02
03/2017

Don’t be Cuy for Ecuador’s Tasty Pig

This chapter was cut for size from The Great Global Bucket List print edition. My editor and I decided it might not be, well, to everyone’s taste!

Across Ecuador’s four wholly distinct eco-systems, there are more animals and plants per square kilometre than anywhere else. It contains the world’s second largest number of endemic vertebrates, third largest number of amphibians, fourth for birds, fifth for butterflies. It has 10% percent of all vertebrate animals on the planet, all hiding in just 0.19% of the earth’s surface. Among them is the guinea pig, a furry little critter that has better reason to hide than, say, the striped hog-nosed skunk. For along with colonial Spanish towns, beach towns, mountain shamans and the bustle of Quito, Ecuadoreans have developed a fond taste for deep-fried guinea pig.

Guinea pigs, it should be noted, are neither from Guinea, nor a pig. It is a domesticated rodent that originates from the Andes, and has long been cultivated as a food source. Europeans brought them back as pets as early as the sixteenth century, and that’s when creatures known locally as cavy, cuy or cuyo took on the moniker of guinea pigs. Pigs, because someone at some point thought they looked like one, and Guinea, because in those days, any exotic creature in Europe simply had to come from the land of Guinea – as exotic a place as medieval idiots could imagine. At least that is one theory. Nobody truly knows why the rodent got its unusual name, but we do know they are effective as human substitutes in medical trials, and look much like a deep-fried rat when served with salad in the town of Cotachi.

Fried cuy remains a treat in Ecuador, enjoyed much like a Thanksgiving Day turkey, on special occasions, and at great expense. The furry entrée sometimes shares its abode with local villagers, who fatten them up for upcoming celebrations. In the village of Quiroga, I pop into a dark shack occupied by three old ladies with toothy grins and a hotel laundry of face wrinkles. Scurrying about are foot-length guinea pigs, oblivious to what will inevitably be an unfortunate end to their current, mutually beneficial relationship. I also check out a local cuy farm, where the production of guinea pigs is a tad more industrial.

Having never owned a pet guinea pig, I might have reacted a little differently if the cages were full of fox terriers or tabby cats. Regardless, any self-respecting Bucket List demands one get a taste of the exotic, to get under the skin of culture – in this case with a knife and fork. And so I head to La Hornilla, one of Cotachi’s air-conditioned cuy eateries, happy to escape the hot equatorial sun. I order fried chicken for hunger, and cuy for kicks. A World Cup qualifier between Ecuador and fierce rival Bolivia blares from a nearby television. Staff grudgingly trudge off to the kitchen to prepare my meal. Ecuador had scored three times by the time my gold-battered cuy arrives, deep-fried in three pots to seal in the flavour. Its tiny claws are gnarled, its sharp teeth blackened. Despite an instant wave of nausea, I remind myself that culture determines what is acceptably edible. My love for pickled herring and chopped liver might horrify a villager in Ecuador. Peeling away the rodent’s crispy skin, I’m disappointed to find there’s not much meat on the bone. What meat there is strings onto my fork like melted orthodontic elastics. I can’t stop thinking about my college pet hamster Harold, procured, named and abandoned by a German traveller named Jens I’d met on an Israeli kibbutz. Harold went missing in my car for two weeks before resurfacing, alive, on my dashboard. True story, but I digress.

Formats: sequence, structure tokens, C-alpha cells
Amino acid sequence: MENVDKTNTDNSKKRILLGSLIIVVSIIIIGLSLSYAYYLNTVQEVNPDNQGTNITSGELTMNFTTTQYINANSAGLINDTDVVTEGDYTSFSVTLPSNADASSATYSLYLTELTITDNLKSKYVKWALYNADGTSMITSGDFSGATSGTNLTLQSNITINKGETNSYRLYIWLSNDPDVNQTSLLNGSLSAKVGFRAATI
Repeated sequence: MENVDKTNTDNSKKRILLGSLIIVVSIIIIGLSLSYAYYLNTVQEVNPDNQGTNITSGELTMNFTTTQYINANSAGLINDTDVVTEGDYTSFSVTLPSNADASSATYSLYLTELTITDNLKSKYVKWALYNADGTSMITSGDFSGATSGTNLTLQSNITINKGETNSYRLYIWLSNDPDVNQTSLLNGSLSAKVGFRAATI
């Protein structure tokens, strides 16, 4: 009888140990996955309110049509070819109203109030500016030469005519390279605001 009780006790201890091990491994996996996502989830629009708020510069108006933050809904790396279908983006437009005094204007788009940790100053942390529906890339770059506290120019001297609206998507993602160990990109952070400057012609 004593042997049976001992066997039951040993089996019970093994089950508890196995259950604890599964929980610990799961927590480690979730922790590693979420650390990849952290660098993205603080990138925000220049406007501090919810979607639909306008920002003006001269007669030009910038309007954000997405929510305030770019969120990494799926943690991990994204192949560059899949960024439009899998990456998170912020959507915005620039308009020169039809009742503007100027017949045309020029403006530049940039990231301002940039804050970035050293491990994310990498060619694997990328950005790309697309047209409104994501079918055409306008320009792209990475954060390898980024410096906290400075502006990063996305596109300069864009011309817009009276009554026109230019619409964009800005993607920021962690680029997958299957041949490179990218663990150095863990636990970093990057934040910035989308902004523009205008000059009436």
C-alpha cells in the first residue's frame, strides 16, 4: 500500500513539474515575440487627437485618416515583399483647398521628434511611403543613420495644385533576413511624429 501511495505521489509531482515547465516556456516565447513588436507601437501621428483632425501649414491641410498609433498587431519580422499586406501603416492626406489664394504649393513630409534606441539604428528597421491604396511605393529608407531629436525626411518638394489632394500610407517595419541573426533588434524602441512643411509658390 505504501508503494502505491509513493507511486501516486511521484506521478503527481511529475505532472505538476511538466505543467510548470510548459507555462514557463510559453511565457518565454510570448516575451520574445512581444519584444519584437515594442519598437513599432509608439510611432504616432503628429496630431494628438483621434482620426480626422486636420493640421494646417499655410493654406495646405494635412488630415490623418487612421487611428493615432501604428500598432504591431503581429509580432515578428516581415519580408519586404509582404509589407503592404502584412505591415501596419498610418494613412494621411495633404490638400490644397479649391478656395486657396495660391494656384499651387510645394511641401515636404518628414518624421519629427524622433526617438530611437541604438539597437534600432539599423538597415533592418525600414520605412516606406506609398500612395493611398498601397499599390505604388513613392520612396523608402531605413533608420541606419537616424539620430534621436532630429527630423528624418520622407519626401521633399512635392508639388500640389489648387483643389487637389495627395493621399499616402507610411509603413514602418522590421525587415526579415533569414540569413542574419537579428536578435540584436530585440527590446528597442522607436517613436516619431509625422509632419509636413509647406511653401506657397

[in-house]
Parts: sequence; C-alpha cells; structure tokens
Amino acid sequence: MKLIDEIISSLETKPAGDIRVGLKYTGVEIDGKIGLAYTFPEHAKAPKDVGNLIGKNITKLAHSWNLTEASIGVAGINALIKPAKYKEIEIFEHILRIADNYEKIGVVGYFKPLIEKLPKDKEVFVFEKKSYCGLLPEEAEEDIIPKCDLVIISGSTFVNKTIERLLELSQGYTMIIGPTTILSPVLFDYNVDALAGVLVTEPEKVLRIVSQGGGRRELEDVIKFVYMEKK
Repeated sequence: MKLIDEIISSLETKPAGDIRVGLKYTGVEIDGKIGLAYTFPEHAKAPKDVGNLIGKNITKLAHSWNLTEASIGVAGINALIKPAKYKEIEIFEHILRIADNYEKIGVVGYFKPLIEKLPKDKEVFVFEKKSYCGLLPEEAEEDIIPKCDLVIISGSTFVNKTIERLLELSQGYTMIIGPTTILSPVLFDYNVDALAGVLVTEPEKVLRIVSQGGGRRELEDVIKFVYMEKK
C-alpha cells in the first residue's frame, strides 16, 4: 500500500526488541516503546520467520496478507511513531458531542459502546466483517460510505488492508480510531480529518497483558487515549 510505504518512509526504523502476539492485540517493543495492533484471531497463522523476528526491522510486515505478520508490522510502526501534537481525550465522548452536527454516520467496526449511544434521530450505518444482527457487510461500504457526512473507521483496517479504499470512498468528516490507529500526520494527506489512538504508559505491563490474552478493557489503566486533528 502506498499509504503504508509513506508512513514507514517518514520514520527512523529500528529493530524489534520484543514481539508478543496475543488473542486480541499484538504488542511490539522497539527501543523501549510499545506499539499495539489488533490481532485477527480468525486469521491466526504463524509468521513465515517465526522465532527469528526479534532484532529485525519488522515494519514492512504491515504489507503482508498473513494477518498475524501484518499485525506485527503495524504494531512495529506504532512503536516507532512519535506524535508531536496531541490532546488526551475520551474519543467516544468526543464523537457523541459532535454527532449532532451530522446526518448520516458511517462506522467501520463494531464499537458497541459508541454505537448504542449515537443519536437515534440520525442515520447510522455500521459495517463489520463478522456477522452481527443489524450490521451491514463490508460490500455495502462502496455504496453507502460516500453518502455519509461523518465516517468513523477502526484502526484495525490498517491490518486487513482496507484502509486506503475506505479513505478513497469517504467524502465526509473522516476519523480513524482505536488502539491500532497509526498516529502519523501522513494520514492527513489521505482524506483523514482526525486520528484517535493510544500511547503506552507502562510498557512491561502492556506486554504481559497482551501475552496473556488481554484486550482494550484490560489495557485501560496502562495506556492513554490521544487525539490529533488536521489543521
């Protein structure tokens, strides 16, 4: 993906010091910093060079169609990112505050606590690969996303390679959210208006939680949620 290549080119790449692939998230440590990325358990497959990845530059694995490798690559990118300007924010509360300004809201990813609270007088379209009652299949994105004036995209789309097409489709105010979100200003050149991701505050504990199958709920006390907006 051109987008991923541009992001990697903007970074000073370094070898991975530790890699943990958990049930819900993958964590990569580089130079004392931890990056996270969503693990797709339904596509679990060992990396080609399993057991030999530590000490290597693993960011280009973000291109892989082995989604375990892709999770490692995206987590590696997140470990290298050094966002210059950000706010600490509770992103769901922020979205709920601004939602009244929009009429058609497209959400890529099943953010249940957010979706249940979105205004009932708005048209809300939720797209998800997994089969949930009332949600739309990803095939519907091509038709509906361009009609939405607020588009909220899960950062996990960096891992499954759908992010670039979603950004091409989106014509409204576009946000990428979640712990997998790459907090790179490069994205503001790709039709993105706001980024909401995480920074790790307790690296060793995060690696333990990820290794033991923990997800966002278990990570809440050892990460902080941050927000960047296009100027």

Guinea pig tastes like chicken, as so many things do. This is because we are severely limited in the manner in which we compare food. If the meat is light on taste – like turtle, snake, rabbit, dog or crocodile – it could ably substitute for chicken in a chow mien. Rodent too, although seal and whale meat is best left for goulash. Cuy skin does however have a gamey sour tang.

Household pets are an acquired taste, and unlike cognac, brandy and cigars, it is a taste I have little intention to acquire in the future. The Great Global Bucket List however insists you sample local delicacies you would never put on the menu back home. This makes for an unforgettable experience, and a particularly delicious story to tell at dinner parties, I’d suggest waiting until after dessert.

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